Baseline tumor size and survival outcomes in lung cancer patients treated with immune checkpoint inhibitors

Research output: Contribution to journalArticlepeer-review

28 Citations (Scopus)


Background: Baseline tumor size (BTS) was recently indicated as prognostic of overall survival (OS) in patients advanced melanoma treated with pembrolizumab. We review the association between BTS and OS/progression-free survival (PFS) in patients with a diagnosis of advanced non–small-cell lung cancer (NSCLC) treated with atezolizumab. Methods: Data from 1,461 patients with a diagnosis of advanced NSCLC enrolled in the OAK, POPLAR, BIRCH, and FIR trials and treated with atezolizumab were pooled and analyzed. Using Cox proportional hazards regression, we modeled the association between baseline SLD and survival outcomes. Multivariable analyses were adjusted for pretreatment ECOG PS, age, sex, race, smoking status, histology, count of prior treatments, PDL1 expression, serum LDH levels, and the presence of liver, lung, or brain lesions. Results: On univariable and multivariable analysis, baseline sum of the longest diameters of target lesions (SLD) was identified as significantly associated with OS (hazard ratio [95% confidence interval] per decimeter: 1.64 [1.41–1.91], P < .001) and PFS (1.21 [1.07–1.38], P = .003). Median OS were 16 months versus 10 months for baseline SLD < median, versus baseline SLD ≥ median, respectively. Median PFS were 4 months versus 3 months, respectively. Conclusions: Large BTS was identified as an independent prognostic factor of worse OS and PFS, raising the need to evaluate atezolizumab as an earlier NSCLC treatment in future trials.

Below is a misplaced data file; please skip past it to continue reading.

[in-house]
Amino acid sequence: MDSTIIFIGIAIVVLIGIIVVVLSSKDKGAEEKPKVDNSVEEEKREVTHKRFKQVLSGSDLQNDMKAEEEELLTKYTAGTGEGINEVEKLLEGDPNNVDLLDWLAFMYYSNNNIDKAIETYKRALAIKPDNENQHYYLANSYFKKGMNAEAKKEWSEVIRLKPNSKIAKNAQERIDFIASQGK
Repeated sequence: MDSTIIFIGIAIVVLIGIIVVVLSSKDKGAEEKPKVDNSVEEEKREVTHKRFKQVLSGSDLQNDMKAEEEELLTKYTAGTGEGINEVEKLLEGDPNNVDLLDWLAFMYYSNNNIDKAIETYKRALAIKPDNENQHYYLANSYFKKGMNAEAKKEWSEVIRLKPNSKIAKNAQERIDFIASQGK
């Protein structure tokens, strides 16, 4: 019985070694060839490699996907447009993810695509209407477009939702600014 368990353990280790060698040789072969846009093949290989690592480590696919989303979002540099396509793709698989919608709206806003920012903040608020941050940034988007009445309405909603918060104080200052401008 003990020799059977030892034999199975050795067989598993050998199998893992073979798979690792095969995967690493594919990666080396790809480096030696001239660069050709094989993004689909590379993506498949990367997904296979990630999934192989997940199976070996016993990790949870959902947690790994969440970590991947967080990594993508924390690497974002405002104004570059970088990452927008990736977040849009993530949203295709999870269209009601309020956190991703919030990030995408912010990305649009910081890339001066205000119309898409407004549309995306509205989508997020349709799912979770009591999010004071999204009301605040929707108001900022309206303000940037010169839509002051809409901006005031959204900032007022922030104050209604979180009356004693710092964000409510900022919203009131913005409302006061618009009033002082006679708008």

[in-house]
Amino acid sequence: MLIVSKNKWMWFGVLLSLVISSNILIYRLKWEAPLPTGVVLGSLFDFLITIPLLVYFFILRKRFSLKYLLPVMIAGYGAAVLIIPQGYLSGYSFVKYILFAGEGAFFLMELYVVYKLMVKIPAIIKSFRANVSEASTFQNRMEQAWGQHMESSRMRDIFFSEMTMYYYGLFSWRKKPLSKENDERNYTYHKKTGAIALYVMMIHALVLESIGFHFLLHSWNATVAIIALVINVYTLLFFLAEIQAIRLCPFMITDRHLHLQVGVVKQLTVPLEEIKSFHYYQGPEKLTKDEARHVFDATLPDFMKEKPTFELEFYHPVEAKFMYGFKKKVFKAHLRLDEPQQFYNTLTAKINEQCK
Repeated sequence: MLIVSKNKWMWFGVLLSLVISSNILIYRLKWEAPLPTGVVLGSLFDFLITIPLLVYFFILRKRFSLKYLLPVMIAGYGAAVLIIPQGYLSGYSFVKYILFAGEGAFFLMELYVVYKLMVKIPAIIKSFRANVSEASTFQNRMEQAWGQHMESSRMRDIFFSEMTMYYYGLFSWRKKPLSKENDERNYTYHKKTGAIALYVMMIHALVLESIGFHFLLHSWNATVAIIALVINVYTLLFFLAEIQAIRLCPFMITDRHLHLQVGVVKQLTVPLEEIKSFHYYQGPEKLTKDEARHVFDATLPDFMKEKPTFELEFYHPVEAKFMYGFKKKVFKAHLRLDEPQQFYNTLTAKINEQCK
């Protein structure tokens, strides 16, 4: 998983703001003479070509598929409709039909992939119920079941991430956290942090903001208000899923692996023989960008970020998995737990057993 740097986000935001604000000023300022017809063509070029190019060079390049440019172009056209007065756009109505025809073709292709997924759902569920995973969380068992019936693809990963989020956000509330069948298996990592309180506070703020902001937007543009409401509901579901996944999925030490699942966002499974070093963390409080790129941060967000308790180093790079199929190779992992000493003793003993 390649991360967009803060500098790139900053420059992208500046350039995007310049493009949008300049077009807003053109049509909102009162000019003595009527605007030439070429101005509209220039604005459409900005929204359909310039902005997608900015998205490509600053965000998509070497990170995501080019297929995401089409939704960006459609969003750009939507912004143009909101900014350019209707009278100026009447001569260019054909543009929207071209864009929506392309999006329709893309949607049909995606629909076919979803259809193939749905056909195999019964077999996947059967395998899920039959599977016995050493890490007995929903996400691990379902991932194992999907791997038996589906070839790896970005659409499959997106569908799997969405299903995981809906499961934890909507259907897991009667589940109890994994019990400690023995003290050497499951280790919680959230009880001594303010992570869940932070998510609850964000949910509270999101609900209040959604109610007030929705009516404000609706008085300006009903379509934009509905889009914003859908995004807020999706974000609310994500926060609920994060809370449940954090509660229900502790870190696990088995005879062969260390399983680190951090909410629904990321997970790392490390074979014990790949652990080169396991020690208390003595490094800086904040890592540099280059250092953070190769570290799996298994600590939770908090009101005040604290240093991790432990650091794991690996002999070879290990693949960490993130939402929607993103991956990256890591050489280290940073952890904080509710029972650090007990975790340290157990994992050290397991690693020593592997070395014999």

Original languageEnglish
Pages (from-to)380-384
Number of pages5
JournalSeminars in Oncology
Issue number4-5
Publication statusPublished - Oct 2019


  • Atezolizumab
  • Baseline tumor size
  • Immune checkpoint inhibitors
  • Progression
  • Survival


Dive into the research topics of 'Baseline tumor size and survival outcomes in lung cancer patients treated with immune checkpoint inhibitors'. Together they form a unique fingerprint.

Cite this